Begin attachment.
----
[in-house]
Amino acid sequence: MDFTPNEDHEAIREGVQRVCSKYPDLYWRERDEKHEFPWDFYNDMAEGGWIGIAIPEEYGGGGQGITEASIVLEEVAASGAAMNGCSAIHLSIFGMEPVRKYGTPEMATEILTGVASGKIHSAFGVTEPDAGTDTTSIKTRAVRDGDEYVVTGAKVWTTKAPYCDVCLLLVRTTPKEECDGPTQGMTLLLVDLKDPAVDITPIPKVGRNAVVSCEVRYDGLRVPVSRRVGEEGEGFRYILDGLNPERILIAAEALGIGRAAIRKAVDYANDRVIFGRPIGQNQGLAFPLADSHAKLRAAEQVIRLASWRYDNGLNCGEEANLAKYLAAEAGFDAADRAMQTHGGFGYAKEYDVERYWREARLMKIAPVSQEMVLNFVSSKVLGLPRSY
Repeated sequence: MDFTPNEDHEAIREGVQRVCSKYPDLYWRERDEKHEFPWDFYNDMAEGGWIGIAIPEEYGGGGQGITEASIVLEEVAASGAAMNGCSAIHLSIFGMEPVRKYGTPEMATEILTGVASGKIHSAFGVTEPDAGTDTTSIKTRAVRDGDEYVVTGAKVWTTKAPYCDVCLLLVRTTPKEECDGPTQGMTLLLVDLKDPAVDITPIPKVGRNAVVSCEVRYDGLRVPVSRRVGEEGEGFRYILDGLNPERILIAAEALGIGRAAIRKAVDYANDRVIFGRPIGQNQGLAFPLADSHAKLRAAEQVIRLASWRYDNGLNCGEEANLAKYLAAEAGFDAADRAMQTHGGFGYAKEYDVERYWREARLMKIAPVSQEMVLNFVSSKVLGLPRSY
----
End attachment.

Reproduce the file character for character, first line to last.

[in-house]
Amino acid sequence: MDFTPNEDHEAIREGVQRVCSKYPDLYWRERDEKHEFPWDFYNDMAEGGWIGIAIPEEYGGGGQGITEASIVLEEVAASGAAMNGCSAIHLSIFGMEPVRKYGTPEMATEILTGVASGKIHSAFGVTEPDAGTDTTSIKTRAVRDGDEYVVTGAKVWTTKAPYCDVCLLLVRTTPKEECDGPTQGMTLLLVDLKDPAVDITPIPKVGRNAVVSCEVRYDGLRVPVSRRVGEEGEGFRYILDGLNPERILIAAEALGIGRAAIRKAVDYANDRVIFGRPIGQNQGLAFPLADSHAKLRAAEQVIRLASWRYDNGLNCGEEANLAKYLAAEAGFDAADRAMQTHGGFGYAKEYDVERYWREARLMKIAPVSQEMVLNFVSSKVLGLPRSY
Repeated sequence: MDFTPNEDHEAIREGVQRVCSKYPDLYWRERDEKHEFPWDFYNDMAEGGWIGIAIPEEYGGGGQGITEASIVLEEVAASGAAMNGCSAIHLSIFGMEPVRKYGTPEMATEILTGVASGKIHSAFGVTEPDAGTDTTSIKTRAVRDGDEYVVTGAKVWTTKAPYCDVCLLLVRTTPKEECDGPTQGMTLLLVDLKDPAVDITPIPKVGRNAVVSCEVRYDGLRVPVSRRVGEEGEGFRYILDGLNPERILIAAEALGIGRAAIRKAVDYANDRVIFGRPIGQNQGLAFPLADSHAKLRAAEQVIRLASWRYDNGLNCGEEANLAKYLAAEAGFDAADRAMQTHGGFGYAKEYDVERYWREARLMKIAPVSQEMVLNFVSSKVLGLPRSY